A Thousand-Mile Walk to the Gulf (1916)


In 1867, a 29-year-old Scottish immigrant and University of Wisconsin at Madison dropout named John Muir, an employee at a wagon wheel factory in Indianapolis, had an accident that almost blinded him. Struck in the eye by a tool that slipped out of his hand and nicked his cornea, he was confined to a dark room for over six weeks, unsure if he would ever again see the light of day. Recovering, he hit upon a plan that a lot of people in their 20s dream about, but few carry out. He would walk 1000 miles to the Gulf of Mexico, board a steamer in New Orleans for South American, then hike to the top of the Andes.

Muir’s plan was daring in more ways than one. He had little money or support. What’s more the United States in 1867, especially that part of the United States between Indianapolis and New Orleans was a dangerous place. The country had just been through a brutal Civil War that not only killed a million Americans, but left over 3 million veterans, all trained killers, very much alive, and more often than not, heavily armed. Food was scarce. Jobs were in short supply. Federal troops still occupied most of the south.  But John Muir had a secret weapon that made him almost invulnerable. He was poor. He had nothing worth stealing.

I had climbed but a short distance when I was overtaken by a young man on horse-back, who soon showed that he intended to rob me if he should find the job worth while. After he had inquired where I came from, and where I was going, he offered to carry my bag. I told him that it was so light that I did not feel it at all a burden; but he insisted and coaxed until I allowed him to carry it. As soon as he had gained possession I noticed that he gradually increased his speed, evidently trying to get far enough ahead of me to examine the contents without being observed. But I was too good a walker and runner for him to get far. At a turn of the road, after trotting his horse for about half an hour, and when he thought he was out of sight, I caught him rummaging my poor bag. Finding there only a comb, brush, towel, soap, a change of underclothing, a copy of Burns’s poems, Milton’s Paradise Lost, and a small New Testament, he waited for me, handed back my bag, and returned down the hill, saying that he had forgotten something.


This morning, as I read the news on Yahoo, I thought about John Muir’s vignette. There is a group called Extinction Rebellion, an organization led by a 16-year-old Swedish girl named Greta Thunberg. While they made a good first impression, propaganda from the corporate media and the  fossil fuel industry reversed it in a matter of weeks. These days pretty much everybody, both on the right and the left, hates them. Social media cheers on attacks against climate change protesters.  On the left, they’re widely regarded as a ruling class plot to impoverish the global south for the benefit of the rich global north. On the right they’re seen as a conspiracy by the “new world order” to enrich China at the expense of the United States.  Unlike John Muir, Americans these days not only have something to steal. They live their lives in constant terror of someone taking what’s rightfully theirs. Yes, my fellow Americans in the Bible Belt. Greta Thunberg is coming for your Ford F-150s and your gun racks.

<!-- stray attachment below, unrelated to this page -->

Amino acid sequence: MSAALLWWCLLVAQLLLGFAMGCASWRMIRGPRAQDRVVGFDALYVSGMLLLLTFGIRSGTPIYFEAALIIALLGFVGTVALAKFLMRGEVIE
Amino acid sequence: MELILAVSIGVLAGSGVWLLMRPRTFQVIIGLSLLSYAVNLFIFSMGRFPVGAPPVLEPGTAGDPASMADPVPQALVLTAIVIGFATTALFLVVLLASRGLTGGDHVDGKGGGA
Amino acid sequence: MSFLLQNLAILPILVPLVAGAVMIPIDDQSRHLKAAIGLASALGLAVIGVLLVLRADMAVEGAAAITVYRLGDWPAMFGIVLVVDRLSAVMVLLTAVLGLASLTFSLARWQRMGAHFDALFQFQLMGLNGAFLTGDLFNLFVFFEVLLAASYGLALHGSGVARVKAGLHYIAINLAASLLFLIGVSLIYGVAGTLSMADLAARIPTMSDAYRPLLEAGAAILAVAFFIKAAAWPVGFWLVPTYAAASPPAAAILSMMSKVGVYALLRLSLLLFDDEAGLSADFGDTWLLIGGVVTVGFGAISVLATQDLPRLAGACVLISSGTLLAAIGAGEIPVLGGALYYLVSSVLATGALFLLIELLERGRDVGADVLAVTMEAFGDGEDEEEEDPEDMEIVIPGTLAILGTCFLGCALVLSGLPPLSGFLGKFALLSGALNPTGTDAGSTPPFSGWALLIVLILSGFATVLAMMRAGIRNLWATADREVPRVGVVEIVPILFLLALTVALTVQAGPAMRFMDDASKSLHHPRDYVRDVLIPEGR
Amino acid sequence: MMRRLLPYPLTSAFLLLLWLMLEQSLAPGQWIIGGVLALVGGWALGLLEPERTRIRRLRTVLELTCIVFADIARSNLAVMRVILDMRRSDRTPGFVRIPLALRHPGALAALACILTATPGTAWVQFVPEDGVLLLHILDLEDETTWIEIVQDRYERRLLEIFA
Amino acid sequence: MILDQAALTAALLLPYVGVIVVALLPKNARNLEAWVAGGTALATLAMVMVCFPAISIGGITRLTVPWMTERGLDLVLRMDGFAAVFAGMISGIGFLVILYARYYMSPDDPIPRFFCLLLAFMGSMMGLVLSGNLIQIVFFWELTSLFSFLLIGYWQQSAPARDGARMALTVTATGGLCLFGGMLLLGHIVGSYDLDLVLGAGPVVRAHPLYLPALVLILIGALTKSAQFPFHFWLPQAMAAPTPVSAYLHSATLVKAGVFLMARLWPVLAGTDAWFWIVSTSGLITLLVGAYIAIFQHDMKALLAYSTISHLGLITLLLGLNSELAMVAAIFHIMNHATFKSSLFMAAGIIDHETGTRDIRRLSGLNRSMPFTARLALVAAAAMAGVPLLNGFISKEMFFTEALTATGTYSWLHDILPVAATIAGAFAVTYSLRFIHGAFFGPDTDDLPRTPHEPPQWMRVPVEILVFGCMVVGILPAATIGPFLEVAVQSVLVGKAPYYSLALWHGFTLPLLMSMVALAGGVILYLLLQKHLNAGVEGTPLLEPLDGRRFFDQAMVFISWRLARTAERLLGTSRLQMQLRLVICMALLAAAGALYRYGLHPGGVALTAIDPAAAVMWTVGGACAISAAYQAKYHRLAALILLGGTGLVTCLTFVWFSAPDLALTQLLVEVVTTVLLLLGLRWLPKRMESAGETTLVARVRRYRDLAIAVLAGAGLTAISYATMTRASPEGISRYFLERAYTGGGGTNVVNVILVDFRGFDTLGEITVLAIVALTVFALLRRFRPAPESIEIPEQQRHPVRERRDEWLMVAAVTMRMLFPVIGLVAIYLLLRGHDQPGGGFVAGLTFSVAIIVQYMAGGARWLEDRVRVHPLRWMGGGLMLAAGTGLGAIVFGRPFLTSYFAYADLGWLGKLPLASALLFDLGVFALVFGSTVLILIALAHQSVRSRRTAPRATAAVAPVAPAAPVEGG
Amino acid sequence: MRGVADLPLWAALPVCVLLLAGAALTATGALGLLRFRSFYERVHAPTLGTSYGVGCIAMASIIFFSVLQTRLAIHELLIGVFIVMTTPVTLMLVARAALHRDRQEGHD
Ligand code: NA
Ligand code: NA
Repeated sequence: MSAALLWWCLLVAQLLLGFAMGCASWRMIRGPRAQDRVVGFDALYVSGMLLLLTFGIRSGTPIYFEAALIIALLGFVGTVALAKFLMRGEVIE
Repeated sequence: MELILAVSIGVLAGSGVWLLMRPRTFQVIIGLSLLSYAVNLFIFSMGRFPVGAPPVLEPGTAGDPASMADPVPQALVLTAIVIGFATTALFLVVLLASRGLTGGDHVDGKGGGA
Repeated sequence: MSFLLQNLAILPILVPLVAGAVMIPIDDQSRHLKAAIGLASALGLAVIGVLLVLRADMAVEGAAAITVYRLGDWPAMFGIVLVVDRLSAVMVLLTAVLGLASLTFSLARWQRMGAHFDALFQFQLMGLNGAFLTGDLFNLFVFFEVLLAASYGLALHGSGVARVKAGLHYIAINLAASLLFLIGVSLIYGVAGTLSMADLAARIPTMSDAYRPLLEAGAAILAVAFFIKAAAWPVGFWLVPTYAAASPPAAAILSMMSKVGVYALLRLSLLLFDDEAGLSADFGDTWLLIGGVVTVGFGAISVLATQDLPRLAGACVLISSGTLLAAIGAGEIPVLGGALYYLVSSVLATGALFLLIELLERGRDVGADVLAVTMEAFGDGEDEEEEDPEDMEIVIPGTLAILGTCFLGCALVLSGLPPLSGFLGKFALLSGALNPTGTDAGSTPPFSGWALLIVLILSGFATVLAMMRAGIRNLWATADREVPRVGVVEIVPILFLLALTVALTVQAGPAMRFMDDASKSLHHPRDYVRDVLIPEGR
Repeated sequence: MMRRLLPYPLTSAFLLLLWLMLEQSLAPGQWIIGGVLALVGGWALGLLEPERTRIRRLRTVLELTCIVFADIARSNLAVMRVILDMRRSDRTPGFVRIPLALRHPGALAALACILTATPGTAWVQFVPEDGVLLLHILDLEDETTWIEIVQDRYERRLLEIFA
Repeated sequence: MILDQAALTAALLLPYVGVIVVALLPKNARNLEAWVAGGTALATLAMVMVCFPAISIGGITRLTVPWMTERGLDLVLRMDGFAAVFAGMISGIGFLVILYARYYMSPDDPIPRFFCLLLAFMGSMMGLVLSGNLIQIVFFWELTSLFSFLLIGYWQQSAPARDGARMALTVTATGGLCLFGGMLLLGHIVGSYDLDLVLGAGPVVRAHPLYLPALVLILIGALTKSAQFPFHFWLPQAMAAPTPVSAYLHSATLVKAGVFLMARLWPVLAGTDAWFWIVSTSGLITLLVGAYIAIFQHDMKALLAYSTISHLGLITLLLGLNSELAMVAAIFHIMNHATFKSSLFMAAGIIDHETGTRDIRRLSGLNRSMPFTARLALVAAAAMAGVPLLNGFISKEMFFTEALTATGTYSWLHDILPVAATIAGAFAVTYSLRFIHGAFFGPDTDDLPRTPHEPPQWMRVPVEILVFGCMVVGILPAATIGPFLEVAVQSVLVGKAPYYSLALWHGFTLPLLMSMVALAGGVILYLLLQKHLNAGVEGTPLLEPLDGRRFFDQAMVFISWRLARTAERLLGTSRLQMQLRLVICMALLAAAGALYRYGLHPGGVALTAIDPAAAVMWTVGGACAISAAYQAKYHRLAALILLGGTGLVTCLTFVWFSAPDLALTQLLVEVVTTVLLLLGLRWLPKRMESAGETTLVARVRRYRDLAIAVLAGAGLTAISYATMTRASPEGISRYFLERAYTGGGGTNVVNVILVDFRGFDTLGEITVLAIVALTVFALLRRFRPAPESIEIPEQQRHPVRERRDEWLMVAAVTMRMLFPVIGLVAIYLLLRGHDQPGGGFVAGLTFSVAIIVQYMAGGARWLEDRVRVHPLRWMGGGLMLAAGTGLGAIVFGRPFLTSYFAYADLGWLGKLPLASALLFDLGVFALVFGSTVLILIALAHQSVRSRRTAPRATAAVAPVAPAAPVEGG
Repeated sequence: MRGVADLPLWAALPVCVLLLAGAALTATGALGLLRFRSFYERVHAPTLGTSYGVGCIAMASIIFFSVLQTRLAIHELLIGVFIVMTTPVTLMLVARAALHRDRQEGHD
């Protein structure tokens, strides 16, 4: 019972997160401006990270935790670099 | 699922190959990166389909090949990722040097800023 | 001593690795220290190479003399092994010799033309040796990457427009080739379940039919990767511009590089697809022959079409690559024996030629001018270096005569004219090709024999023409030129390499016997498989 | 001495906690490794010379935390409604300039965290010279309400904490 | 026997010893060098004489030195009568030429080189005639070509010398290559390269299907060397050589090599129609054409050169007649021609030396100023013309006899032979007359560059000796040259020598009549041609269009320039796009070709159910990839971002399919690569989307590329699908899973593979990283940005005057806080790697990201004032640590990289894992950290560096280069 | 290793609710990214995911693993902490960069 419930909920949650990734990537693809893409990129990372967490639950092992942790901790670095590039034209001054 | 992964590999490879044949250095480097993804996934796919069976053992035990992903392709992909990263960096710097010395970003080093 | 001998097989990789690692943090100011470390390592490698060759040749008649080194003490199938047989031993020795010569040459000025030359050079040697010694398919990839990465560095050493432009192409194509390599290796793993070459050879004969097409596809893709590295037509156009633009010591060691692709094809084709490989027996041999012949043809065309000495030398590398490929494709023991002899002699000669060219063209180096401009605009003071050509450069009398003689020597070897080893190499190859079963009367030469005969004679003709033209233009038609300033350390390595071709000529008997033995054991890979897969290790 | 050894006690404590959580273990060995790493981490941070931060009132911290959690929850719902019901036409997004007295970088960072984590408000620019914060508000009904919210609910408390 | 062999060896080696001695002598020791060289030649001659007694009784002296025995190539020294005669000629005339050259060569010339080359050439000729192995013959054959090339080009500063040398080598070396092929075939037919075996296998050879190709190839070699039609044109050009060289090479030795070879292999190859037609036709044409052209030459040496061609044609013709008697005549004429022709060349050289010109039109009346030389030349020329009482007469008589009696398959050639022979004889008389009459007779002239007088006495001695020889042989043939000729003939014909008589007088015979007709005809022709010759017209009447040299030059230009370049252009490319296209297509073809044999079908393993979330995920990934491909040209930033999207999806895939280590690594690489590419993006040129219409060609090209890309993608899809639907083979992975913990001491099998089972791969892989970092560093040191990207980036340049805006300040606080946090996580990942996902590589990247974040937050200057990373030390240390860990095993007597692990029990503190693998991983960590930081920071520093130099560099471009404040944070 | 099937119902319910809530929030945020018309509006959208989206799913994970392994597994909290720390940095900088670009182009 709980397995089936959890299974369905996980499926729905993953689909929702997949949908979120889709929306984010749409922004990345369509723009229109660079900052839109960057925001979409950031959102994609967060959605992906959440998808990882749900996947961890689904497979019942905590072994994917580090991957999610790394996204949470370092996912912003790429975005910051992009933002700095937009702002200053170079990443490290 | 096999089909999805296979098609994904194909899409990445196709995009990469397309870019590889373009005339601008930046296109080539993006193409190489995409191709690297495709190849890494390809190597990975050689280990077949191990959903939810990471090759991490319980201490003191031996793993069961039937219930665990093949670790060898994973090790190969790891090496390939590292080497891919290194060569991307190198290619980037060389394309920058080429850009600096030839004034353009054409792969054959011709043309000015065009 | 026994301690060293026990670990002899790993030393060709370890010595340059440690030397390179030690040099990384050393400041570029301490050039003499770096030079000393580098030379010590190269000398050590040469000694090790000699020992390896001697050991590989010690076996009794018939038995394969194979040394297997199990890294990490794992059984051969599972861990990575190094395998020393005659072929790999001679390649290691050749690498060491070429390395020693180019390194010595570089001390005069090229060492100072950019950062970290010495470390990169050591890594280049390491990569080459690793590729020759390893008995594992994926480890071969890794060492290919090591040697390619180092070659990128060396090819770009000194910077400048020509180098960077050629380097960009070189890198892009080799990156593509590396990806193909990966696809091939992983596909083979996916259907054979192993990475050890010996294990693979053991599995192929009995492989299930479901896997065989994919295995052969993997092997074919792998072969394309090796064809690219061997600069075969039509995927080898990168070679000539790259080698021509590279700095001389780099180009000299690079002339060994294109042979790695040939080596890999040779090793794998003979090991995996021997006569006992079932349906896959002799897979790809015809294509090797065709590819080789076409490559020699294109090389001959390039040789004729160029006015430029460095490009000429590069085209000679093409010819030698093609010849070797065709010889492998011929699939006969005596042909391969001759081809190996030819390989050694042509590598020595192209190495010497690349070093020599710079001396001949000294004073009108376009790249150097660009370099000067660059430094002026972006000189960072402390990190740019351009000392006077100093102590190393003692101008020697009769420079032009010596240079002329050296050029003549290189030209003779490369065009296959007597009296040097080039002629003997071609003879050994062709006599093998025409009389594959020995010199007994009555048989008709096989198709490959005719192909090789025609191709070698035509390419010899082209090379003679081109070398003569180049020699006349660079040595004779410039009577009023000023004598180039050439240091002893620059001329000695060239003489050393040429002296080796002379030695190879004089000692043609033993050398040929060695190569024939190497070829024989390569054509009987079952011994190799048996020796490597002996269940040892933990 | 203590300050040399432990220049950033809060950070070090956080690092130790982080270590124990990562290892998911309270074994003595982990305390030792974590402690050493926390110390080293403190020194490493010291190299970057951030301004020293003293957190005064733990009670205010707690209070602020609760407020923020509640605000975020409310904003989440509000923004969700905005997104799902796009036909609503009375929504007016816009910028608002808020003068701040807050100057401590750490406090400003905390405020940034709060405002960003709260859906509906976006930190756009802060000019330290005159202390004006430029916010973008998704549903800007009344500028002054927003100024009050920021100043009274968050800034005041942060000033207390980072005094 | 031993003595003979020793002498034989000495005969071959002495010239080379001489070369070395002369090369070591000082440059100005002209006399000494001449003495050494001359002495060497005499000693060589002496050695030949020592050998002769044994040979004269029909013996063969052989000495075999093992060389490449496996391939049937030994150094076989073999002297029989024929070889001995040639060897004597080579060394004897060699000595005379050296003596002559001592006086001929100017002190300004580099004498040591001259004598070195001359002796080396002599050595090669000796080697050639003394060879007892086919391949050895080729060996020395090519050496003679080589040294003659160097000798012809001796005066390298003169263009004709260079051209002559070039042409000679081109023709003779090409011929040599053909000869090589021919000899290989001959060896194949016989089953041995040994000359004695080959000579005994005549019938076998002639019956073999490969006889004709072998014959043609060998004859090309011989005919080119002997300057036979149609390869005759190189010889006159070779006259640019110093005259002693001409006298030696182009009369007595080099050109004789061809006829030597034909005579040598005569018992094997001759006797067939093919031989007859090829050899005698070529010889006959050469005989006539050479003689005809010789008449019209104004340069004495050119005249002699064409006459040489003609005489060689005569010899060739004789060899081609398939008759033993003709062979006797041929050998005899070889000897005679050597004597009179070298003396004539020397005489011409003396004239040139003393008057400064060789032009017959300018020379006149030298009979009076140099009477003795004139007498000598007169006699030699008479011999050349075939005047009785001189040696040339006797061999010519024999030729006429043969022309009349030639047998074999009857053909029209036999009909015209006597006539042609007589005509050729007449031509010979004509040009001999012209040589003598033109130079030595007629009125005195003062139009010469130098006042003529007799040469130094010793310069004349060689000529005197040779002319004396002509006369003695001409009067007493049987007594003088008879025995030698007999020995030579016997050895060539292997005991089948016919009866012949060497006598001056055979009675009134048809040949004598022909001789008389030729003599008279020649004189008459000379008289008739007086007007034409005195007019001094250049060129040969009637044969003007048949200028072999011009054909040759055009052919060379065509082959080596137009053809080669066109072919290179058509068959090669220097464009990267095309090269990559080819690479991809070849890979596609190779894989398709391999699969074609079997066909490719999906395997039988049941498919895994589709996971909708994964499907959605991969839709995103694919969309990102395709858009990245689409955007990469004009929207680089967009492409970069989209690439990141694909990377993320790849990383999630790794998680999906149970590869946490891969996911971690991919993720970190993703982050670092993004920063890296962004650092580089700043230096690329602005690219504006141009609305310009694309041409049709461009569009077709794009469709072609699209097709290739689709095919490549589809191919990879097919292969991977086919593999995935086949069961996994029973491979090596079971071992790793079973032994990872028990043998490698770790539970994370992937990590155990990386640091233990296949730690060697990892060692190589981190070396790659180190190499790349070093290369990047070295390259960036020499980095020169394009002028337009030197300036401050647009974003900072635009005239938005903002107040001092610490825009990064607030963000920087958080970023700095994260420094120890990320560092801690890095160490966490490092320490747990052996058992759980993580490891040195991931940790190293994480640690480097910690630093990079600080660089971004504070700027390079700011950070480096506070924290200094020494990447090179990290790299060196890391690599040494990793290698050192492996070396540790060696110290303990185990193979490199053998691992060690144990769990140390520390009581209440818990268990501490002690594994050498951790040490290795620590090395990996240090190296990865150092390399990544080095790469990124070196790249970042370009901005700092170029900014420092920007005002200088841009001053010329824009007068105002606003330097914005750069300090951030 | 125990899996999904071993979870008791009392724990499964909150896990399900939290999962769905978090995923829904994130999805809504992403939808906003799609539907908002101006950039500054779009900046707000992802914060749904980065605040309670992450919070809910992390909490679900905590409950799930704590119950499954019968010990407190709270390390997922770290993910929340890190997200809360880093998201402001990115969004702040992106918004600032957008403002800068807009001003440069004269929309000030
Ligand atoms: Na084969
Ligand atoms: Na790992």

Unlike our inbred cousins in the Bible Belt, we liberal Americans in the “blue states” don’t come right out and deny global warming. In fact, we pay it a good deal of lip service. Yet the way we live our lives it might as well be a “new world order” conspiracy cooked up by the Illuminati on Al Gore’s private jet. Like our inbred cousins in the Bible Belt, it’s not high on our list of priorities, probably not even in the top ten. “Climate change, oh yeah. It’s bad. Sorry. I have to take the kids to soccer practice.” Liberal Americans care about their children’s future. They will spend no end of money on SAT preparation courses to get them into the right colleges. They will spare no expense to hire the right lawyers to set up the right kinds of trust funds, but in the end they will not act to insure that in 50 years their grandchildren still have a livable planet. That’s someone else’s problem. All Americans are part of the same capitalist death cult. Some of us drive Ford F-150s with gun racks. Some of us drive hybrids. Some of us take New Jersey Transit and the New York City subway, but we’re all enthusiastically running the same rat race, and woe be it to anybody who gets in the way, especially one of those damned hippies from Extinction Rebellion.

So I thought back to John Muir and the young man in Kentucky who tried to rob him.  I suppose he had hoped to find a few gold coins or a roll of good Union currency, but unlike Muir, he had no idea what he had right in front of him, the opportunity to chat about John Milton, Robert Burns, and the Gospels with one of the greatest environmentalists and romantic poets who ever lived. Imagine if someone in Silicon Valley gave a TED Talk in front of a group of tech billionaires and announced the one time only opportunity to climb aboard a time machine, and go back to 1867 to hike with the young John Muir through Kentucky. How much money would that fetch in an auction? Tens of thousands? Hundreds of thousands? Millions? Similarly, Americans today have no idea of the value of what they’re currently in the process of destroying. While there may be life on other planets, there may not be. The earth we live on may be the only place in the galaxy capable of sustaining intelligent life, and this little experiment in human consciousness may well be only a brief few moments in the history of the universe before it’s all snuffed out.

Isn’t it worth taking genuinely radical action to preserve?

Leave a Reply